The Commission launched a public consultation on the Digital Services Act package (DSA) in June which covers both e-commerce rules and a new ex ante regulatory instrument. This initiative was envisaged in Commission President von der Leyen’s political guidelines and further clarified in the Commission's Communication on “Shaping Europe's Digital Future” (Communication) published in February 2020.
The envisaged measures can be summarized as follows:
E-commerce rules are expected to cover rules to harmonise responsibilities of online platforms and information service providers. While the Commission’s Inception impact assessment lists several options on how to tackle these issues, the Commission generally aims to further clarify the role and obligations of online intermediaries, notably with respect to harmonised obligations to maintain ‘notice-and-action’ systems, more effective redress and protection against unjustified removal for legitimate content and goods online.
The Commission also envisages a more effective governance system to ensure a certain level of enforcement harmonization across the EU Single Market, while guaranteeing the respect of fundamental rights. The new rules could be covering also non-European platforms active in the EU.
The ex ante regulatory instrument would address the issue of large platforms with significant network effects acting as gatekeepers. In this case, the Commission’s Inception impact assessment provides an overview of possible policy options, including general rules for all platforms of a certain scale (such as “blacklisted” practices) and tailored regulatory obligations for specific gatekeepers (such as data access obligations, data portability or interoperability requirements).
According to the Adjusted Commission Work Programme, the DSA is now expected at the end of 2020. The DSA consultation is open until 8 September 2020.
New Transparency Bill Approved by Japanese Parliament
On 27 May 2020, the upper house of the Japanese Parliament approved a bill requiring big tech companies to improve transparency and fairness when dealing with Japanese business users offering goods and services on digital platforms. The bill, modelled on the EU’s “P2B Regulation,” is aimed at regulating large platforms and preventing their unfair treatment of business users.
As opposed to the EU’s P2B Regulation, the Japanese equivalent will not apply to all online intermediary, but will limit its scope of application to large distribution platforms. The Ministry of Economy, Trade and Industry (METI) has tasked a new specialized unit, the Digital Business Environment Enhancement Office, with the definition of the exact scope of the regulation and with its enforcement. For that purpose, the unit is set to issue a draft ordinance and explain its rationale.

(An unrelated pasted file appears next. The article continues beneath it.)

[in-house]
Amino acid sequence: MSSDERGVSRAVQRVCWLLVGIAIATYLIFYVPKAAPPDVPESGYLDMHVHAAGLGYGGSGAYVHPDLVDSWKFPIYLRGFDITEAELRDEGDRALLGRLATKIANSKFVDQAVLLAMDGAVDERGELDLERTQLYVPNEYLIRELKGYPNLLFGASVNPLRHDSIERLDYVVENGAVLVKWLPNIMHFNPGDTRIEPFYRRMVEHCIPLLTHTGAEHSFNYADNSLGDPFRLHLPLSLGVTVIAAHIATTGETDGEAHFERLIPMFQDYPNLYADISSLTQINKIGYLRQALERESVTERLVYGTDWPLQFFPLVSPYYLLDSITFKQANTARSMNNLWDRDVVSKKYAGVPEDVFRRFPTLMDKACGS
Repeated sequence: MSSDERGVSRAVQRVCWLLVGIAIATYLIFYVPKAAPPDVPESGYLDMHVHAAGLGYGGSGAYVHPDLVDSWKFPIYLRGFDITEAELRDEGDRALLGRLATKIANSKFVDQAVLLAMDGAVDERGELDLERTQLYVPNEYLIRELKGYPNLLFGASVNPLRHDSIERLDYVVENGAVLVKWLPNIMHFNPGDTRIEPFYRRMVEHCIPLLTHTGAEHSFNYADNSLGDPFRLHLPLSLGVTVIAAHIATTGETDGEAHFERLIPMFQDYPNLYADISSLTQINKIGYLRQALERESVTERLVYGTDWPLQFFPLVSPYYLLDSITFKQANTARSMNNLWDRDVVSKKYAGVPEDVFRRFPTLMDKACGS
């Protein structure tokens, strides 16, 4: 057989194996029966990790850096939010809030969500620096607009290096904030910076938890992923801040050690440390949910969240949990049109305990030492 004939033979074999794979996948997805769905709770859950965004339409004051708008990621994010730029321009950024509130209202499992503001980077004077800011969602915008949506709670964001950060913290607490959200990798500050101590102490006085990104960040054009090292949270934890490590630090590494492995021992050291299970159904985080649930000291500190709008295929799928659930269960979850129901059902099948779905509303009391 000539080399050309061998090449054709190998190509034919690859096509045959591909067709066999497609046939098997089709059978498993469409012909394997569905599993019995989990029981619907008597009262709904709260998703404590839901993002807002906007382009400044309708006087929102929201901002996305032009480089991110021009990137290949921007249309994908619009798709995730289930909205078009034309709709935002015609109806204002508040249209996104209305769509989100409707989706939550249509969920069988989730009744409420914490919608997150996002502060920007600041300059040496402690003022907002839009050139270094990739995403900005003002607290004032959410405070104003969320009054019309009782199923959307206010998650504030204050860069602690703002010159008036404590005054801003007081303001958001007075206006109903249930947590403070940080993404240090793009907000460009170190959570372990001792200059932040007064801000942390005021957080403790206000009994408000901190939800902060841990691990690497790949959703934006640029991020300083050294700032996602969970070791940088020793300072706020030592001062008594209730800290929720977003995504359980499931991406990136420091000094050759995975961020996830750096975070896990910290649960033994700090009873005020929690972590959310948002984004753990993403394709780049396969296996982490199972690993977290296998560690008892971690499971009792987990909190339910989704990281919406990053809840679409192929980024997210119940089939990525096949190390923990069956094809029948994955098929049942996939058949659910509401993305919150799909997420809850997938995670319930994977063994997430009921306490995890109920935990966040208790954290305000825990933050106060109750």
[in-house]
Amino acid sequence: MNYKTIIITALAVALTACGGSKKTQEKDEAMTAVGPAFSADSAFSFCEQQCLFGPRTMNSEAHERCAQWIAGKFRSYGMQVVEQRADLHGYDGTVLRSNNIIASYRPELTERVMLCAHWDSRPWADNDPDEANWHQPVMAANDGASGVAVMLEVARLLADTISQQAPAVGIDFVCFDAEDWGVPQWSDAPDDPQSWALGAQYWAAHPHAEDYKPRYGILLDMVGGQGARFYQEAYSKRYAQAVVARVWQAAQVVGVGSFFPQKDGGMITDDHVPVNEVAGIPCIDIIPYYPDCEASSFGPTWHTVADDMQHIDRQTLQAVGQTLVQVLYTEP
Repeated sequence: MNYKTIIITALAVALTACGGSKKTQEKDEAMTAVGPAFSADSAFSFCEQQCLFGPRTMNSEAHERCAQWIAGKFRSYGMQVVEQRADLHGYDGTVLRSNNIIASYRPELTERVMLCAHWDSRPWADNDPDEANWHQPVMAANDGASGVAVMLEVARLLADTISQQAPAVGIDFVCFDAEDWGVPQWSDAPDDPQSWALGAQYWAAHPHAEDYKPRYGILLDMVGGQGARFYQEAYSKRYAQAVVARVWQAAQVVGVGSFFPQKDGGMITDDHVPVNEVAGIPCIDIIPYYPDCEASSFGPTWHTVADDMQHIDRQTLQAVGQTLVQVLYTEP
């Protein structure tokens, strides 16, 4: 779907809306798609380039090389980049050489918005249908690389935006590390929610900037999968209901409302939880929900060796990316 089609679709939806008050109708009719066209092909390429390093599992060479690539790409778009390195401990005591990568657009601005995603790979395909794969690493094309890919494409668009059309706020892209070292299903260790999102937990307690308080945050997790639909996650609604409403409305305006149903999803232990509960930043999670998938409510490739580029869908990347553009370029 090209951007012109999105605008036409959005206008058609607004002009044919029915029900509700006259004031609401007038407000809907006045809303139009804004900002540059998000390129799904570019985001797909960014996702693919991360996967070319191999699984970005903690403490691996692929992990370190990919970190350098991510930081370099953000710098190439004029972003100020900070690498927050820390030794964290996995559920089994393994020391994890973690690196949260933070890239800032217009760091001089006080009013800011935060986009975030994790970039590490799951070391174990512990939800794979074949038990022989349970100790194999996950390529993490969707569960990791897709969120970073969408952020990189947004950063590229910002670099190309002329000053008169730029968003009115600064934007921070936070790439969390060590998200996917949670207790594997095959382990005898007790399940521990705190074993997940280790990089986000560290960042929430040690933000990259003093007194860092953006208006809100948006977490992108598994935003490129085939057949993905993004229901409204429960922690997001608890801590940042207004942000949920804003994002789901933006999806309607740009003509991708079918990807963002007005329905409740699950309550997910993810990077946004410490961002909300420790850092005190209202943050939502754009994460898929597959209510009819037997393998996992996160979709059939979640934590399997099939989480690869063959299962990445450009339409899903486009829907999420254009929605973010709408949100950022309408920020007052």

In addition to the scope of application, the Japanese rules contain other differences from the EU’s P2B Regulation. While the latter gives freedom to digital platform providers to choose mediators, the Japanese bill imposes a mediator which will be the METI. Until now, the Japan Fair Trade Commission (JFTC) was the main regulator for big technology companies, but the METI (with JFTC support) will now take on the role. The transparency and predictability obligations of the regulation, as well as the requirement to disclose ranking parameters, are similar to the EU’s P2B Regulation.
Concerns have been raised on whether the METI is the right body to regulate platforms, and whether the joint effort with the JFTC could lead to overlaps between the new rules and competition rules and their respective enforcement.
Companies subject to the new rules will be required to submit every year a self-evaluation report to the METI, which will be published. It is worth mentioning, that the new bill does not impose any fines or penalties. However, if a company is considered to have an insufficient level of transparency, the ministry can issue an “improvement order.” It is expected that the new regulation and the unit created to enforce it will produce important changes in the digital platforms’ market, and that big tech companies can brace themselves for an increased level of scrutiny in the following months.
Economic and Financial Affairs
Capital Markets Union High Level Forum Issues Final Report
On 10 June 2020, the Capital Markets Union High Level Forum (CMU HLF), a Commission expert group, published its final report.
The capital markets union (CMU) is an EU initiative which aims to enhance the integration of capital markets of EU Member States, to promote a more stable financial system, to strengthen the international role of the euro and to diversify funding sources for small- and medium-sized enterprises (SMEs). The CMU HLF, established in November 2019, consists of 28 experts who cooperated to propose policy recommendations.
The final report contains recommendations addressed to European institutions and to EU Member States covering 17 areas of capital market policy which aims to develop a new capital market ecosystem to boost growth and employment. In early autumn, the Commission will present its next CMU Action Plan, with Executive Vice-President Valdis Dombrovskis, pledging that it would “carefully consider” the CMU HLF’s recommendations. Some of the CMU HLF’s key recommendations include: